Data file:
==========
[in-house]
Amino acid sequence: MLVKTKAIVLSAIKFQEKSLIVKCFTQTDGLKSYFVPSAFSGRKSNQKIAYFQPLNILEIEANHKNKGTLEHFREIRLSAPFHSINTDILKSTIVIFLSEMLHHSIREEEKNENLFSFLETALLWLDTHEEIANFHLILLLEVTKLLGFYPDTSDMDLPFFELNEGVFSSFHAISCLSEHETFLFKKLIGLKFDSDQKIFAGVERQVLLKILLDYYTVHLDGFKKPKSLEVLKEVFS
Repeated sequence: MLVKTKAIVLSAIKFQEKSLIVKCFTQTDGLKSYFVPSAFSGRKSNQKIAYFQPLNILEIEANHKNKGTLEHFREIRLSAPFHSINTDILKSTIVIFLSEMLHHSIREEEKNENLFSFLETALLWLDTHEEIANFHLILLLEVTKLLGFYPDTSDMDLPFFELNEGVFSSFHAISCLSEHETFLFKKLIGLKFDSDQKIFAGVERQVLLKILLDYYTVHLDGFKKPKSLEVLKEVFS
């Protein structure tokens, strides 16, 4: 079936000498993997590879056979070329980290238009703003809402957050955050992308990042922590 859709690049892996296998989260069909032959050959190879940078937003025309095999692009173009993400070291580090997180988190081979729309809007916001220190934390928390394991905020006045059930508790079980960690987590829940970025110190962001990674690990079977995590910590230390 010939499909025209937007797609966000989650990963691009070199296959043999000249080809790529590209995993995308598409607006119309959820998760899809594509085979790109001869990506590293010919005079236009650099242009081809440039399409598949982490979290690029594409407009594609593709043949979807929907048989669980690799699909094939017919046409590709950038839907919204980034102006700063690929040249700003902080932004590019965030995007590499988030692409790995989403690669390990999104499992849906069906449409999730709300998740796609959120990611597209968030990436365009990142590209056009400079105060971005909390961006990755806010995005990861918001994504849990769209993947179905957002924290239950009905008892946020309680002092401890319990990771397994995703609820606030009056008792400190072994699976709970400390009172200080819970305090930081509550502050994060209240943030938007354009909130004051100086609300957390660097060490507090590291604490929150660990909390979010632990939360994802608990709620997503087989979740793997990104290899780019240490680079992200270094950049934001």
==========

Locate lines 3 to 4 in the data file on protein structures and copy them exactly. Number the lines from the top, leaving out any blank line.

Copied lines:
Repeated sequence: MLVKTKAIVLSAIKFQEKSLIVKCFTQTDGLKSYFVPSAFSGRKSNQKIAYFQPLNILEIEANHKNKGTLEHFREIRLSAPFHSINTDILKSTIVIFLSEMLHHSIREEEKNENLFSFLETALLWLDTHEEIANFHLILLLEVTKLLGFYPDTSDMDLPFFELNEGVFSSFHAISCLSEHETFLFKKLIGLKFDSDQKIFAGVERQVLLKILLDYYTVHLDGFKKPKSLEVLKEVFS
């Protein structure tokens, strides 16, 4: 079936000498993997590879056979070329980290238009703003809402957050955050992308990042922590 859709690049892996296998989260069909032959050959190879940078937003025309095999692009173009993400070291580090997180988190081979729309809007916001220190934390928390394991905020006045059930508790079980960690987590829940970025110190962001990674690990079977995590910590230390 010939499909025209937007797609966000989650990963691009070199296959043999000249080809790529590209995993995308598409607006119309959820998760899809594509085979790109001869990506590293010919005079236009650099242009081809440039399409598949982490979290690029594409407009594609593709043949979807929907048989669980690799699909094939017919046409590709950038839907919204980034102006700063690929040249700003902080932004590019965030995007590499988030692409790995989403690669390990999104499992849906069906449409999730709300998740796609959120990611597209968030990436365009990142590209056009400079105060971005909390961006990755806010995005990861918001994504849990769209993947179905957002924290239950009905008892946020309680002092401890319990990771397994995703609820606030009056008792400190072994699976709970400390009172200080819970305090930081509550502050994060209240943030938007354009909130004051100086609300957390660097060490507090590291604490929150660990909390979010632990939360994802608990709620997503087989979740793997990104290899780019240490680079992200270094950049934001």